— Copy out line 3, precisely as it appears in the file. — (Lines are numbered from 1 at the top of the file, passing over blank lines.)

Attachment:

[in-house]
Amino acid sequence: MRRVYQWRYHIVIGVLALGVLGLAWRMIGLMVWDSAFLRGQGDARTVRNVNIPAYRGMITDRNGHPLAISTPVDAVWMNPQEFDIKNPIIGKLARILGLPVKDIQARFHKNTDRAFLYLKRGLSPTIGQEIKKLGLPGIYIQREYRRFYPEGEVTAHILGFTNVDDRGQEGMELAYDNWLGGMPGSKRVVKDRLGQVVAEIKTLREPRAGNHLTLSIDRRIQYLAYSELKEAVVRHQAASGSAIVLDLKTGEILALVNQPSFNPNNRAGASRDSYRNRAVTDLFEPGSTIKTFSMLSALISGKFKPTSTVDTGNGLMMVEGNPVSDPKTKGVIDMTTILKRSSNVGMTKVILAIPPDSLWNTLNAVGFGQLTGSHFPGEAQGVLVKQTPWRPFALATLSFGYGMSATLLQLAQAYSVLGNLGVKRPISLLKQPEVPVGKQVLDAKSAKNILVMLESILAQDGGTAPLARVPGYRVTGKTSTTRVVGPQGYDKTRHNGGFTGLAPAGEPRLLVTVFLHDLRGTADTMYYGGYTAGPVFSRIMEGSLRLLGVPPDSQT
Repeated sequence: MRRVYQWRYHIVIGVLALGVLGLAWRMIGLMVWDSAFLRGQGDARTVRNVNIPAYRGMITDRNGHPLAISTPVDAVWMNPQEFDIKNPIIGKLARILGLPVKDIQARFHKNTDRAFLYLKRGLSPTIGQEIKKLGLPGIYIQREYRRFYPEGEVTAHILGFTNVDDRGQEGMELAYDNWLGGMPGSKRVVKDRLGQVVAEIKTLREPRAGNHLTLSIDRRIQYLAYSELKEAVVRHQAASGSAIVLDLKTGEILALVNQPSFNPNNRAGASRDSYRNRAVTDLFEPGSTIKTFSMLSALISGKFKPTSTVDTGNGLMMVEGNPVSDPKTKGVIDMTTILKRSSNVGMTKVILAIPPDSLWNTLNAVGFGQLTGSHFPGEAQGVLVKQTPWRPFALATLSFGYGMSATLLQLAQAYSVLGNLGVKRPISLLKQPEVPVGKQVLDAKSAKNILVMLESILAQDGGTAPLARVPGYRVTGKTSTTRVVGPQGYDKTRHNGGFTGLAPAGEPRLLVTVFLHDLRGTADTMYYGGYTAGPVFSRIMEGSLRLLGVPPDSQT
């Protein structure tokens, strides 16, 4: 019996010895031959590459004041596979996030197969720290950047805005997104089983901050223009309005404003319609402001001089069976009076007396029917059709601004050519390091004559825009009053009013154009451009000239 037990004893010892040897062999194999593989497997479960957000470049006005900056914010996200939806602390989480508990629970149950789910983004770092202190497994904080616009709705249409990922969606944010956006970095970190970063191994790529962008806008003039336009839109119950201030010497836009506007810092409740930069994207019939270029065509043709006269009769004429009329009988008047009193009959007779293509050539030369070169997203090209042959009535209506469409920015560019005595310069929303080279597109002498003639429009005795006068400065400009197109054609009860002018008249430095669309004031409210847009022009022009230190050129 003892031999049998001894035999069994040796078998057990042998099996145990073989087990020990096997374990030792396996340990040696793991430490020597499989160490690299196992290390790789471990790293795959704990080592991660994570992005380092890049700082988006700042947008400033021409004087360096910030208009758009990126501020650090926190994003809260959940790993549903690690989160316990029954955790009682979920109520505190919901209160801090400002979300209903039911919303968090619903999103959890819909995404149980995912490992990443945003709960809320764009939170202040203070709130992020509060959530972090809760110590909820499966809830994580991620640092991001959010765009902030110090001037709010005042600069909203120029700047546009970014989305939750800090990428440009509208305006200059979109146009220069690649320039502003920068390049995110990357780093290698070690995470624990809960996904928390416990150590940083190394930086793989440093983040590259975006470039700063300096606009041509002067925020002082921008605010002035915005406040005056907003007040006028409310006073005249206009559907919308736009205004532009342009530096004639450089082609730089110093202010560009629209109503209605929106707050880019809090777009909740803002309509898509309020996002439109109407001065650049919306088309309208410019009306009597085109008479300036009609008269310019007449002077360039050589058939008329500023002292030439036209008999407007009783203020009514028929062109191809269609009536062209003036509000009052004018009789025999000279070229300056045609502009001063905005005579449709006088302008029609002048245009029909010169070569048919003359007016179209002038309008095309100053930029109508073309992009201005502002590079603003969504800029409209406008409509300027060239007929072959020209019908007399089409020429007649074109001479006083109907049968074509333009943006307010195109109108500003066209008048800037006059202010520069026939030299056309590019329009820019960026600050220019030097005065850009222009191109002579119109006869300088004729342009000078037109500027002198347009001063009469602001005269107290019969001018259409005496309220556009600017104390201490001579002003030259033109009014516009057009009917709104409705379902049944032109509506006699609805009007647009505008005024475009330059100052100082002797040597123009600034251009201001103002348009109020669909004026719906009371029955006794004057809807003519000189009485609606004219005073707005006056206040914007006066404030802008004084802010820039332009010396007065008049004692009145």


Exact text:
Repeated sequence: MRRVYQWRYHIVIGVLALGVLGLAWRMIGLMVWDSAFLRGQGDARTVRNVNIPAYRGMITDRNGHPLAISTPVDAVWMNPQEFDIKNPIIGKLARILGLPVKDIQARFHKNTDRAFLYLKRGLSPTIGQEIKKLGLPGIYIQREYRRFYPEGEVTAHILGFTNVDDRGQEGMELAYDNWLGGMPGSKRVVKDRLGQVVAEIKTLREPRAGNHLTLSIDRRIQYLAYSELKEAVVRHQAASGSAIVLDLKTGEILALVNQPSFNPNNRAGASRDSYRNRAVTDLFEPGSTIKTFSMLSALISGKFKPTSTVDTGNGLMMVEGNPVSDPKTKGVIDMTTILKRSSNVGMTKVILAIPPDSLWNTLNAVGFGQLTGSHFPGEAQGVLVKQTPWRPFALATLSFGYGMSATLLQLAQAYSVLGNLGVKRPISLLKQPEVPVGKQVLDAKSAKNILVMLESILAQDGGTAPLARVPGYRVTGKTSTTRVVGPQGYDKTRHNGGFTGLAPAGEPRLLVTVFLHDLRGTADTMYYGGYTAGPVFSRIMEGSLRLLGVPPDSQT